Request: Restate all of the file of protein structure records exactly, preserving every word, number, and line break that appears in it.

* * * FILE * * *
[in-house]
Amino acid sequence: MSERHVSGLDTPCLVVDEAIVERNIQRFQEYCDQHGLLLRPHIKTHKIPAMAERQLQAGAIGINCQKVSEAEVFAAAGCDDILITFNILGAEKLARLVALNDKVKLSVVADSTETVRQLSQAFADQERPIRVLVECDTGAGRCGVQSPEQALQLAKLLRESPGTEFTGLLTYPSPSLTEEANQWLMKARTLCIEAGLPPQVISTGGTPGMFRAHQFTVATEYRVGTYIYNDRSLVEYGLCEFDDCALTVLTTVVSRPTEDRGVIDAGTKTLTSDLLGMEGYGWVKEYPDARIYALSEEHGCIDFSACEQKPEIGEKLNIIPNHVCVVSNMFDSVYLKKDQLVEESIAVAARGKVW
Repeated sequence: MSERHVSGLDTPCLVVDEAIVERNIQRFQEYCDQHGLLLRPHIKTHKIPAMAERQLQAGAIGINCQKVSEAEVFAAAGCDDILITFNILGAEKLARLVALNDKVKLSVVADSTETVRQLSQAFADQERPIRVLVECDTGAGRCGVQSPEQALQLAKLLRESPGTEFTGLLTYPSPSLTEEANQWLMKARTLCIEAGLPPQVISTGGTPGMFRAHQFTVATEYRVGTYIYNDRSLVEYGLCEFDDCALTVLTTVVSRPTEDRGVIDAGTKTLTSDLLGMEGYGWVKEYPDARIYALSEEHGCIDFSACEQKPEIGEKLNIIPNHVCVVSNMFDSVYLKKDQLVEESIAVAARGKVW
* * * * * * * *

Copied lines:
[in-house]
Amino acid sequence: MSERHVSGLDTPCLVVDEAIVERNIQRFQEYCDQHGLLLRPHIKTHKIPAMAERQLQAGAIGINCQKVSEAEVFAAAGCDDILITFNILGAEKLARLVALNDKVKLSVVADSTETVRQLSQAFADQERPIRVLVECDTGAGRCGVQSPEQALQLAKLLRESPGTEFTGLLTYPSPSLTEEANQWLMKARTLCIEAGLPPQVISTGGTPGMFRAHQFTVATEYRVGTYIYNDRSLVEYGLCEFDDCALTVLTTVVSRPTEDRGVIDAGTKTLTSDLLGMEGYGWVKEYPDARIYALSEEHGCIDFSACEQKPEIGEKLNIIPNHVCVVSNMFDSVYLKKDQLVEESIAVAARGKVW
Repeated sequence: MSERHVSGLDTPCLVVDEAIVERNIQRFQEYCDQHGLLLRPHIKTHKIPAMAERQLQAGAIGINCQKVSEAEVFAAAGCDDILITFNILGAEKLARLVALNDKVKLSVVADSTETVRQLSQAFADQERPIRVLVECDTGAGRCGVQSPEQALQLAKLLRESPGTEFTGLLTYPSPSLTEEANQWLMKARTLCIEAGLPPQVISTGGTPGMFRAHQFTVATEYRVGTYIYNDRSLVEYGLCEFDDCALTVLTTVVSRPTEDRGVIDAGTKTLTSDLLGMEGYGWVKEYPDARIYALSEEHGCIDFSACEQKPEIGEKLNIIPNHVCVVSNMFDSVYLKKDQLVEESIAVAARGKVW